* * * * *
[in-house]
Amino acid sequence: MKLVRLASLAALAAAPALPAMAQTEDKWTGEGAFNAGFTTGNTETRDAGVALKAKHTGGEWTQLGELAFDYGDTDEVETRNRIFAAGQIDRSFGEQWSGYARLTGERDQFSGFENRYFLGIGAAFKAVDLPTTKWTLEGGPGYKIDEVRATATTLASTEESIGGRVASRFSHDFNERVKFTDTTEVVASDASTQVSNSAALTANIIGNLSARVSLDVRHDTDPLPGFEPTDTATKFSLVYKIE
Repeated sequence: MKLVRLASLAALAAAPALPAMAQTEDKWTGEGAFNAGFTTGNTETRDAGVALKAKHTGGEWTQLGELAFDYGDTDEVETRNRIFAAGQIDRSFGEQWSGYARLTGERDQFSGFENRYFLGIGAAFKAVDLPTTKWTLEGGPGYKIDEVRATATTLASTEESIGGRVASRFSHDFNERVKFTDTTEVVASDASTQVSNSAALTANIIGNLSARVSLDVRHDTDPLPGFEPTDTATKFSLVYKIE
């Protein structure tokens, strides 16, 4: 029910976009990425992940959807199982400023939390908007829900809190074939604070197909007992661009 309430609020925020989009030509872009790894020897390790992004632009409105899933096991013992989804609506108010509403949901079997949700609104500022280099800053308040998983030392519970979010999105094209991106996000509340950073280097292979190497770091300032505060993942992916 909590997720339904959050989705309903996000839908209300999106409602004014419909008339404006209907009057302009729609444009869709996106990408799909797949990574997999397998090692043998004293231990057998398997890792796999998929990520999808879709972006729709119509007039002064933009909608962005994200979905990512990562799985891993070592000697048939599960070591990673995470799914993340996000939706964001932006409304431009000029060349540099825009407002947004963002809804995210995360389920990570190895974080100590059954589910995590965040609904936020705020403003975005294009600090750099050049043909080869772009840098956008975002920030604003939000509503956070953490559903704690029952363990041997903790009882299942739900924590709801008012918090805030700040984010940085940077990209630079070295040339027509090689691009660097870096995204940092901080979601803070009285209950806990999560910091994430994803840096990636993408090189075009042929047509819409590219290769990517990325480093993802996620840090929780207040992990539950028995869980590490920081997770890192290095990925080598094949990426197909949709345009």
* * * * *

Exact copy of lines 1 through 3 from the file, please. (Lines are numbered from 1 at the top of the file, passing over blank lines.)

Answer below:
[in-house]
Amino acid sequence: MKLVRLASLAALAAAPALPAMAQTEDKWTGEGAFNAGFTTGNTETRDAGVALKAKHTGGEWTQLGELAFDYGDTDEVETRNRIFAAGQIDRSFGEQWSGYARLTGERDQFSGFENRYFLGIGAAFKAVDLPTTKWTLEGGPGYKIDEVRATATTLASTEESIGGRVASRFSHDFNERVKFTDTTEVVASDASTQVSNSAALTANIIGNLSARVSLDVRHDTDPLPGFEPTDTATKFSLVYKIE
Repeated sequence: MKLVRLASLAALAAAPALPAMAQTEDKWTGEGAFNAGFTTGNTETRDAGVALKAKHTGGEWTQLGELAFDYGDTDEVETRNRIFAAGQIDRSFGEQWSGYARLTGERDQFSGFENRYFLGIGAAFKAVDLPTTKWTLEGGPGYKIDEVRATATTLASTEESIGGRVASRFSHDFNERVKFTDTTEVVASDASTQVSNSAALTANIIGNLSARVSLDVRHDTDPLPGFEPTDTATKFSLVYKIE